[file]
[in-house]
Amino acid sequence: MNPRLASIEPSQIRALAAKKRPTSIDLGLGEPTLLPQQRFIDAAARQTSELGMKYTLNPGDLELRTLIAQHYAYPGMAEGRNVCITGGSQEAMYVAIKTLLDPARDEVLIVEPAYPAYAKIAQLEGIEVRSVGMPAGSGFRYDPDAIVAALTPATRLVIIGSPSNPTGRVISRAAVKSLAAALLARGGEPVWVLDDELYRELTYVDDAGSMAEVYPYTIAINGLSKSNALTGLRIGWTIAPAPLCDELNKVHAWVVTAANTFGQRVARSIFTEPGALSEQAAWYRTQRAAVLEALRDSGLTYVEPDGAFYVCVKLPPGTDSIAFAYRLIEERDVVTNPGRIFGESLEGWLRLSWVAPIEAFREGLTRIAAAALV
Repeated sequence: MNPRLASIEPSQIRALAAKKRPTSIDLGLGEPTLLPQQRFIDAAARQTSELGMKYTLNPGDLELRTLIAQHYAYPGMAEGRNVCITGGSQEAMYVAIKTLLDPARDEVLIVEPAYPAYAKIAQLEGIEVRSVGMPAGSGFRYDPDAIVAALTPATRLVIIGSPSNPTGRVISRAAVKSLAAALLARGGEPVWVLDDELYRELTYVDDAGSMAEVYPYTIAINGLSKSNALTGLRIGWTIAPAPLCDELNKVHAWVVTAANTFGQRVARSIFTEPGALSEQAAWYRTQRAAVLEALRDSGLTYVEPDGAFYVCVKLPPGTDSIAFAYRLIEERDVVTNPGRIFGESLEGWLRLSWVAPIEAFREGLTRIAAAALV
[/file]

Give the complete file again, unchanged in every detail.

[in-house]
Amino acid sequence: MNPRLASIEPSQIRALAAKKRPTSIDLGLGEPTLLPQQRFIDAAARQTSELGMKYTLNPGDLELRTLIAQHYAYPGMAEGRNVCITGGSQEAMYVAIKTLLDPARDEVLIVEPAYPAYAKIAQLEGIEVRSVGMPAGSGFRYDPDAIVAALTPATRLVIIGSPSNPTGRVISRAAVKSLAAALLARGGEPVWVLDDELYRELTYVDDAGSMAEVYPYTIAINGLSKSNALTGLRIGWTIAPAPLCDELNKVHAWVVTAANTFGQRVARSIFTEPGALSEQAAWYRTQRAAVLEALRDSGLTYVEPDGAFYVCVKLPPGTDSIAFAYRLIEERDVVTNPGRIFGESLEGWLRLSWVAPIEAFREGLTRIAAAALV
Repeated sequence: MNPRLASIEPSQIRALAAKKRPTSIDLGLGEPTLLPQQRFIDAAARQTSELGMKYTLNPGDLELRTLIAQHYAYPGMAEGRNVCITGGSQEAMYVAIKTLLDPARDEVLIVEPAYPAYAKIAQLEGIEVRSVGMPAGSGFRYDPDAIVAALTPATRLVIIGSPSNPTGRVISRAAVKSLAAALLARGGEPVWVLDDELYRELTYVDDAGSMAEVYPYTIAINGLSKSNALTGLRIGWTIAPAPLCDELNKVHAWVVTAANTFGQRVARSIFTEPGALSEQAAWYRTQRAAVLEALRDSGLTYVEPDGAFYVCVKLPPGTDSIAFAYRLIEERDVVTNPGRIFGESLEGWLRLSWVAPIEAFREGLTRIAAAALV